See Saturn Before It Leaves Night Sky This Week

This sky map shows the location of Saturn, as well as the moon, Mars and bright star Spica,as they will appear at about 7:15 p.m. to observers on Sept. 17 in mid-northern latitudes. (Image credit: Starry Night Software)

Attention, stargazers! Tuesday night (Sept. 18) is your last chance final opportunity this year to glimpse the ringed wonder of our solar system, the planet Saturn, in the night sky.  

Since early spring, Saturn has been a fixture in our night sky. Shining with a steady and sedate yellow-white glow, not far from the bright bluish star Spica in the constellation Virgo, Saturn has been a fairly prominent sight right on through the spring and much of the summer, even briefly teaming up last month with Mars to produce a striking triangle configuration in the western sky after sundown.

But now, Saturn has reached a point where its low altitude and its proximity to the bright twilight glow is making it increasingly difficult to see. Nonetheless, on Tuesday evening, there will be one final opportunity to readily identify the planet before it disappears into the sunset fires. 

About 45 minutes after local sunset, look low toward the west-southwest sky for a thin waxing crescent moon; it will be only 11-percent illuminated. Once you have found it, look well to the right of the moon and at a somewhat higher altitude. You should be able to see a relatively bright "star" shining through the twilight glow. [September Night Sky Planet Guide (Sky Map Gallery)]

Scanning the sky with binoculars will certainly help make out this sight. What you see won't be a star, however, but Saturn. It will glow roughly 8 degrees to the moon's upper right. For reference, use your clenched fist, held at arm's length, which measures roughly 10 degrees. Saturn will appear a little less than one-fist's length to the moon's upper right.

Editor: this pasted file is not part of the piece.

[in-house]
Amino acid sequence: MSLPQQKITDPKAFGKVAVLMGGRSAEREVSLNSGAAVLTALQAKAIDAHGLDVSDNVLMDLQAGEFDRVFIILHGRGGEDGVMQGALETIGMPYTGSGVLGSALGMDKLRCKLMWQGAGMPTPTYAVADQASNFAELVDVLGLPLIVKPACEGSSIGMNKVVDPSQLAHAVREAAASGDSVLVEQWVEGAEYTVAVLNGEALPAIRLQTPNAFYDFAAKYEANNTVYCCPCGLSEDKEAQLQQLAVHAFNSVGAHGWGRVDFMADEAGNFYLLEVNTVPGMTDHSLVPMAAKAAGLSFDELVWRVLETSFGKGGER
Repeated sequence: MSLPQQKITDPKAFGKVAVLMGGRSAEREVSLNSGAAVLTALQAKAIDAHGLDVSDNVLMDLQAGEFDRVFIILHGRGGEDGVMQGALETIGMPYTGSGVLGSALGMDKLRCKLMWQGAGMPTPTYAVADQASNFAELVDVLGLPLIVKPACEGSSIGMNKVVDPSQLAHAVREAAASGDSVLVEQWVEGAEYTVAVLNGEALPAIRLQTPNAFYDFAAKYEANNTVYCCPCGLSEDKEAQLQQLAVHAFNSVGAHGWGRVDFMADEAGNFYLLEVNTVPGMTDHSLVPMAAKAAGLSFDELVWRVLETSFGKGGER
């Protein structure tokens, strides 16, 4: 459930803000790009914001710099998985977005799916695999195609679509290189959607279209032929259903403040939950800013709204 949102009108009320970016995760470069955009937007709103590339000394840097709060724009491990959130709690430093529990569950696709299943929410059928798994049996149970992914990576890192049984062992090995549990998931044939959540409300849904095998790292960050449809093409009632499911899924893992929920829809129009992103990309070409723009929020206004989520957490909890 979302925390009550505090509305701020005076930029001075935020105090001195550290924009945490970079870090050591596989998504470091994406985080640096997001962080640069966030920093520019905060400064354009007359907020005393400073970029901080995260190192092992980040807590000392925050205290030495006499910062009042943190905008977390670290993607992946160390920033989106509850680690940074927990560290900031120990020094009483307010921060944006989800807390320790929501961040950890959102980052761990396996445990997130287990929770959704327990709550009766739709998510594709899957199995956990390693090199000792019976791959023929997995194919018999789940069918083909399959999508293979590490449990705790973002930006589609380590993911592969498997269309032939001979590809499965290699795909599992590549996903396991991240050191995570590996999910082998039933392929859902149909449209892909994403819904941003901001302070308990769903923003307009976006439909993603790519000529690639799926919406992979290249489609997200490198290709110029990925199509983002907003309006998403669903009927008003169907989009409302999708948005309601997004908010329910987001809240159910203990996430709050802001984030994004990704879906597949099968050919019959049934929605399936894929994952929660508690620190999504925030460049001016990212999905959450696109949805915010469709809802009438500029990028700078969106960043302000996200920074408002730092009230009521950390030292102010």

Saturn is now 987 million miles (1.59 billion kilometers) from Earth. Because of its low altitude, now is not a good time for a telescopic view of this giant world, but by using a magnification of at least 30 power, you can still make out Saturn's famous rings, tilted 15 degrees from edgewise. 

Just three years ago, the rings were turned edge-on toward us and were virtually impossible to see.  Five years from now, they will be tilted at their maximum inclination (27 degrees) toward us.

You might still be able to find Saturn after Tuesday for a few more evenings, although without the moon as a benchmark, beginners might have a more difficult time sighting it. 

After becoming hopelessly immersed in bright twilight, Saturn will pass through conjunction with the sun on Oct. 25. When it again comes back into view it will be in the morning sky in mid-November, rising just before the sun.

During the latter part of that month, you'll be able to find Saturn due to its proximity to another brilliant object, the planet Venus. In fact, the two will have a very close encounter on Nov. 27 in the dawn sky.

Editor's note: If you snap an amazing photo of Saturn or any other night sky view, and you'd like to share for a possible story or image gallery, send images and comments (including name and location) to managing editor Tariq Malik at

Joe Rao serves as an instructor and guest lecturer at New York's Hayden Planetarium. He writes about astronomy for The New York Times and other publications, and he is also an on-camera meteorologist for News 12 Westchester, New York.

Joe Rao is a television meteorologist in the Hudson Valley, appearing weeknights on News 12 Westchester. He has also been an assiduous amateur astronomer for over 45 years, with a particular interest in comets, meteor showers and eclipses. He has co-led two eclipse expeditions and has served as on-board meteorologist for three eclipse cruises. He is also a contributing editor for Sky & Telescope and writes a monthly astronomy column for Natural History magazine as well as supplying astronomical data to the Farmers' Almanac. Since 1986 he has served as an Associate and Guest Lecturer at New York's Hayden Planetarium. In 2009, the Northeast Region of the Astronomical League bestowed upon him the prestigious Walter Scott Houston Award for more than four decades of promoting astronomy to the general public.